“Yup! You’re a fake. A, a, a ‘poster!”

The old man laughed.

“Well then, it seems you have me pegged, don’t you, little lady? Well then, so who do you suppose I am if I am not Saint Nick?” The man had bent down and had his hands on his knees as he spoke to the little girl in the blue jeans, t-shirt, and cowboy hat.

“You’re some, oh, I dunno, some guy name Mack, or Joe, or Bub. You’re just a, uh, you know fella, an employee. You just work here. You aren’t the real thing.”

“Well little girl, why can’t I work in a store like this one? Or the one across the street, or anywhere in the world? Why can’t I?”

“Mister, that’d be IMPASTA-BOWL! He can’t be everyone at once. He can’t do this job AND make toys and all that. He just can’t. And besides, you just don’t even LOOK like him!”

The old man laughed and stood up straight as a bell chimed in the distance.

Continue reading “Dancing In Their Heads”

The House We Never – a story

This is a new story as of 6.23.17.

A strange tale of northern Michigan and hidden secrets and deep woods. The story is inspired as much by a recent trip to the U.P, as we ‘troll’s call the northern part of our state, as it is the sparse, mysterious storytelling that always draws me to podcasts. I kinda dig this. I hope you will to. 

If you dig it and want to read more of my stuff check one of my books – www.meepsheep.com.

I was six when mom and dad bought the house up north. Up North was in the Upper Peninsula of Michigan, about six hours away from where we lived and this new place was to be a vacation home. Mom and dad bought it after grandma died and left them what remained of money she’d invested and sat on for decades. They never could vacation before they got that money and from what I remember they argued a lot about what to do with it. It was a lot of money for them but not a lot of money ‘to everyone else’ is dad would say. It was his mother that had died and he had the final say, according to mom, though she wanted him to put it away. About three months after grandma died dad came home all excited with an ad he had found in the paper for a small piece of land with a small cabin on it up north. Imagine, he told her, imagine having a place, finally having a place where we could go to get away. Our own place. Ours. And that was what sold mom on it. They didn’t even own the house we lived in. They were paying on it and would be for decades. This though, this place, this would be theirs. Ours. They’d leave it to me one day and then it’d be mine and that was that. They bought the property. I am not sure for how much, I didn’t really understand all of that, but it was a lot, but not all of the money they were left. The rest of the money they put away in case I ever wanted to go to college.

And just like that, we owned a vacation cabin.

They bought the cabin in November, by listing, a photo, and faith alone because the year they bought it the winter came earlier than usual and made it hard for dad to make it up to see the place and he didn’t want to lose this opportunity. The man they bought it from swore that it was just as he said and that as far as he was concerned the place was sold and he’d accept the money for it the day we came up to get the keys from him. It was a strange arrangement, even to me, but it was what they agreed on. Dad was suspicious but mom told him that maybe, just maybe this time life was giving them a little luck. And she was right, in a way.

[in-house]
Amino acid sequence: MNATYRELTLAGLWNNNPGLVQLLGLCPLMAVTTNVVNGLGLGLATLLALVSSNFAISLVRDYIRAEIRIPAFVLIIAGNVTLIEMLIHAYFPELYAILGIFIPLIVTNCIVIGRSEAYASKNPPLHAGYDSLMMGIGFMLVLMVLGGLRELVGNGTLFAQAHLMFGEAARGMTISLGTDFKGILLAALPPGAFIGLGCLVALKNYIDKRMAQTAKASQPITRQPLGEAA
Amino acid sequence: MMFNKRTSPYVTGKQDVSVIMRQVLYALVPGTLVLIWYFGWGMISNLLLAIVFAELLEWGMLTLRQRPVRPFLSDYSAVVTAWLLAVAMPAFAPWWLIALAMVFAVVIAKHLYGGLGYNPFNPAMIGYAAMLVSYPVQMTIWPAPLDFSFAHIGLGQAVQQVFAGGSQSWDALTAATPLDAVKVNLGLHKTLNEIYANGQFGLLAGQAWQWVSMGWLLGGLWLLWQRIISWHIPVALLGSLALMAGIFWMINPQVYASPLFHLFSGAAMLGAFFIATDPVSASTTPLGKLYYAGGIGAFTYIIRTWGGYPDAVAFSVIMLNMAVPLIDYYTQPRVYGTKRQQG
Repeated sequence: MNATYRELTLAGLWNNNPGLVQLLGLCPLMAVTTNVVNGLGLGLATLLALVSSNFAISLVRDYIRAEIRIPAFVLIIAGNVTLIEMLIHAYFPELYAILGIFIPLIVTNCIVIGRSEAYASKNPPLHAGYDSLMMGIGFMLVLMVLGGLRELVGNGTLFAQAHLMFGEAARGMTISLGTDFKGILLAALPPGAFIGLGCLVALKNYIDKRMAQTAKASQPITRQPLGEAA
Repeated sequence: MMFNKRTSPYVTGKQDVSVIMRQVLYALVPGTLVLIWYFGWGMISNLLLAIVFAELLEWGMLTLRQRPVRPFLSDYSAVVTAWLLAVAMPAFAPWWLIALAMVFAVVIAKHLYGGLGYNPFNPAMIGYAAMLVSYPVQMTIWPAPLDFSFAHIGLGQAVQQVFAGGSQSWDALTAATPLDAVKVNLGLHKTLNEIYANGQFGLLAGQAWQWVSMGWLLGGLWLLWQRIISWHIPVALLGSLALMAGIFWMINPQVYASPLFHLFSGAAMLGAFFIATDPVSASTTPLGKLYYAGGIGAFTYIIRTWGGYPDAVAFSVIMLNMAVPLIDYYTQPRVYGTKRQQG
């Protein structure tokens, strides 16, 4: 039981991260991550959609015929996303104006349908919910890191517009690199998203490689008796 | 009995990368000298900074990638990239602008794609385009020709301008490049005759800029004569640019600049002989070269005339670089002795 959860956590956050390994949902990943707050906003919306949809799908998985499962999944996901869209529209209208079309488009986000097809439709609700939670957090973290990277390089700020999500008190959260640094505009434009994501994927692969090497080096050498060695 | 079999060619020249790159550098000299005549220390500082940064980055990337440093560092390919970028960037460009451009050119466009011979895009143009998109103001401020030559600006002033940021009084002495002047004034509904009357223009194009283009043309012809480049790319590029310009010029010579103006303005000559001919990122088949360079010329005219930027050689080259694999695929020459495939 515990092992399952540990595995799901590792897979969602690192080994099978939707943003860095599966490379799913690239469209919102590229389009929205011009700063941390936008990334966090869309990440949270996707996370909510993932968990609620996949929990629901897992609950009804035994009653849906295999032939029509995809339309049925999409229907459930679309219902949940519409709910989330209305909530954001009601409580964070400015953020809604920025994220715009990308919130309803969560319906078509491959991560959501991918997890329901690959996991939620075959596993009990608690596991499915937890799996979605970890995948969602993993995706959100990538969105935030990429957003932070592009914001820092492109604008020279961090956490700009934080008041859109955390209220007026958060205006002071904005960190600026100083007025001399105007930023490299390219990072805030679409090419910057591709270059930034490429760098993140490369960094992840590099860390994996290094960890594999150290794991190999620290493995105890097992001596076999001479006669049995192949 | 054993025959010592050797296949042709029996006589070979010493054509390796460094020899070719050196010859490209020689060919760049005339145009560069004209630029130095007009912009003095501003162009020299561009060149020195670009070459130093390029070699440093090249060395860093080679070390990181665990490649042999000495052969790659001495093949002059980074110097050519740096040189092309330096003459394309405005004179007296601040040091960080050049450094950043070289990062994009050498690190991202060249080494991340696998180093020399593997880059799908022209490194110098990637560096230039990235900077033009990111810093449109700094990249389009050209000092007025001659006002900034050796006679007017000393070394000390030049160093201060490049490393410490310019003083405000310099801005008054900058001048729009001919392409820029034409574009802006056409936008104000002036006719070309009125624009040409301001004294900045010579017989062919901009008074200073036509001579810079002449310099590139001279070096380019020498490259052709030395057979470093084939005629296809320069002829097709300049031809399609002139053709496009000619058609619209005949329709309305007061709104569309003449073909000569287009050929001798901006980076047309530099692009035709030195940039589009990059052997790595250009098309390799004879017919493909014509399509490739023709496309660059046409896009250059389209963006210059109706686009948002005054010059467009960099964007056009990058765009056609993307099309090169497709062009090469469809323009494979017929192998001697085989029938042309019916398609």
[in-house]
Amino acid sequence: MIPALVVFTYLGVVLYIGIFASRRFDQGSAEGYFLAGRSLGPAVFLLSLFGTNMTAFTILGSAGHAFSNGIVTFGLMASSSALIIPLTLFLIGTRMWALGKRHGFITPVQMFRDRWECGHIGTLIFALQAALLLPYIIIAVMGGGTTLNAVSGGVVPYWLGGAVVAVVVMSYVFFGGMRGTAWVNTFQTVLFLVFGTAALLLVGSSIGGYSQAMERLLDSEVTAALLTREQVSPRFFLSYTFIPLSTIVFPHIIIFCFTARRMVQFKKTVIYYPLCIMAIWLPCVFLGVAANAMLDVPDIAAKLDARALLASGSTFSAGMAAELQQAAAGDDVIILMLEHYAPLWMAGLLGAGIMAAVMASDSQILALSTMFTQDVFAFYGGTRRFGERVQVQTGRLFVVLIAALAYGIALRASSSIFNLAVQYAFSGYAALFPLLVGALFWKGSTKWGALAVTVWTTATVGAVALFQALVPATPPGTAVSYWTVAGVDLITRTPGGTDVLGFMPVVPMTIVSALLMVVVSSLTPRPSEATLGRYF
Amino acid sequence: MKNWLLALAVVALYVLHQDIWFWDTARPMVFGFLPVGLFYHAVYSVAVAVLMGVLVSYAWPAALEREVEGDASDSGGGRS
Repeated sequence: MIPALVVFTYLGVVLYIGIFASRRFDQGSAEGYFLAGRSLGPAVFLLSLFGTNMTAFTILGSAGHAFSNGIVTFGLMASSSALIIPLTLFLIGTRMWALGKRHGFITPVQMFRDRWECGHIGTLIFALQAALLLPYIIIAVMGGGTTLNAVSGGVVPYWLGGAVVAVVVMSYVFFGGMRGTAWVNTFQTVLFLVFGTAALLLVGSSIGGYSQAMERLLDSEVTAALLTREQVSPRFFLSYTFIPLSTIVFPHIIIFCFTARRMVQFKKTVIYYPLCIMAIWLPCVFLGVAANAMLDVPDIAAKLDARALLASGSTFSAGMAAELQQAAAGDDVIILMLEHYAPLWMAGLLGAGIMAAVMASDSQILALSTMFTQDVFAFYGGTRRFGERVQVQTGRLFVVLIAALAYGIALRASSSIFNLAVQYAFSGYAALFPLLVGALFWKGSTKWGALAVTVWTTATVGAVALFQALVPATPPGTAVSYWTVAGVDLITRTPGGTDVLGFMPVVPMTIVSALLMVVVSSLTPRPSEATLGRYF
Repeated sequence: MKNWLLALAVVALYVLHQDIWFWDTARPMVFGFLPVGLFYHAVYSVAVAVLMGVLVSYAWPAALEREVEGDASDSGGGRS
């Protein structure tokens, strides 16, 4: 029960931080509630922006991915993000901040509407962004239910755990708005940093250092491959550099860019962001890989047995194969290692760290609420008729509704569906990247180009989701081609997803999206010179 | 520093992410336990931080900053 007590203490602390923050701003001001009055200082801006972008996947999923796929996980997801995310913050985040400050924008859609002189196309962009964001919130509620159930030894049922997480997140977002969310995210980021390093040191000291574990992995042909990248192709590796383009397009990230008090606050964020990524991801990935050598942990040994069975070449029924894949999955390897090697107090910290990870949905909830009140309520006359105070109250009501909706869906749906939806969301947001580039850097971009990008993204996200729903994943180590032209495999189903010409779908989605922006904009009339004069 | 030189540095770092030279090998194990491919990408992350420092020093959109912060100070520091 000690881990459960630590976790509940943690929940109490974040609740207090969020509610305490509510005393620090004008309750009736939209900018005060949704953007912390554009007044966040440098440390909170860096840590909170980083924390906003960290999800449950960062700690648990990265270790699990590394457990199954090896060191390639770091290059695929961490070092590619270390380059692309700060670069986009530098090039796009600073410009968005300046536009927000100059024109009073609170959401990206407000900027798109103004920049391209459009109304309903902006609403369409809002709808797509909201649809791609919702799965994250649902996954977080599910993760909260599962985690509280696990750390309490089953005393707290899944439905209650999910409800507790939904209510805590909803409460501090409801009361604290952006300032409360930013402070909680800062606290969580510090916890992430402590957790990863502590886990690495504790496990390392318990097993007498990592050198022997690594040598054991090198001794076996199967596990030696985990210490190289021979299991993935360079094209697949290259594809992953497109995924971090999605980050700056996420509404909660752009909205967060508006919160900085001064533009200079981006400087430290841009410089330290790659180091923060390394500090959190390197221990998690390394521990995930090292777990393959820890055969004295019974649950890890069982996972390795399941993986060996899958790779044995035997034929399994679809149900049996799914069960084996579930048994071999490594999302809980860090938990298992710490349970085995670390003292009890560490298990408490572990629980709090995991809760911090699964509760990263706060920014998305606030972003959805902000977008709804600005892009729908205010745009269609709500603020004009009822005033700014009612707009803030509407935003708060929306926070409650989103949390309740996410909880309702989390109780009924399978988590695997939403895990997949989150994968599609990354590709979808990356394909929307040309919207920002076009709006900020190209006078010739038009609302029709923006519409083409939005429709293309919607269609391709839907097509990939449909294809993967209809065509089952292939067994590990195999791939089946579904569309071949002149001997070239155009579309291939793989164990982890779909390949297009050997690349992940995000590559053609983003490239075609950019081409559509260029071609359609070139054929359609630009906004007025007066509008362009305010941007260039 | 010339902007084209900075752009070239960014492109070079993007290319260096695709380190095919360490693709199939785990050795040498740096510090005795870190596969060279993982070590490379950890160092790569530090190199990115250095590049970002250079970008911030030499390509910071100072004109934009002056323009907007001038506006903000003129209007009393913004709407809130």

The drive wasn’t inspiring. It was beautiful but the beauty turned to squalor and ruin as we passed hunter’s cabins that had been abandoned, and areas that looked more like junkyards than anything else. There was an eerie isolation to all of it where we’d drive through a town and then see nothing but trees and trees and trees with the occasional glimpse of a river or the great lake and then more hills and mini-mountains. I started to feel homesick until we hit an area that became beautiful again where the hills were vibrant, the trees tall and proud, and where there were homes clustered together, places where people lived and loved year ‘round and didn’t just stop in to for a visit every few months. Those spots are what gave me hope and then we were there, we were at our new place, the house we’d never call home.

The cabin was small, and needed work, but it was just as it had been described. It was a two-bedroom place in need of new windows, a new roof, and a good cleaning, but it was built solidly of wood and had withstood the harsh winters since 1938. Dad said it had ‘good bones’. I just thought it was old and weird and neat. It was within a half an hour of Lake Superior, less than that to some hiking trails, and was bordered by a deep forest. Our land was small enough that dad could use the old-fashioned push mower that he had gotten at a garage sale to mow it but it had trees and some space to put a grill or tent or a bonfire or SOMETHING. There was no neighbor to the left of us, that place having burned up and being just a scorched shell, and to the right of us was a hunting cabin that a man from Ohio owned, bought from the same man we bought our place, and who only used it during hunting season. We were alone and out in the country but not so far that we couldn’t get a pizza and groceries when we needed, we just had to drive a half an hour. No big deal. It was all too good to be true but then there was the ‘ah, but’ to it all.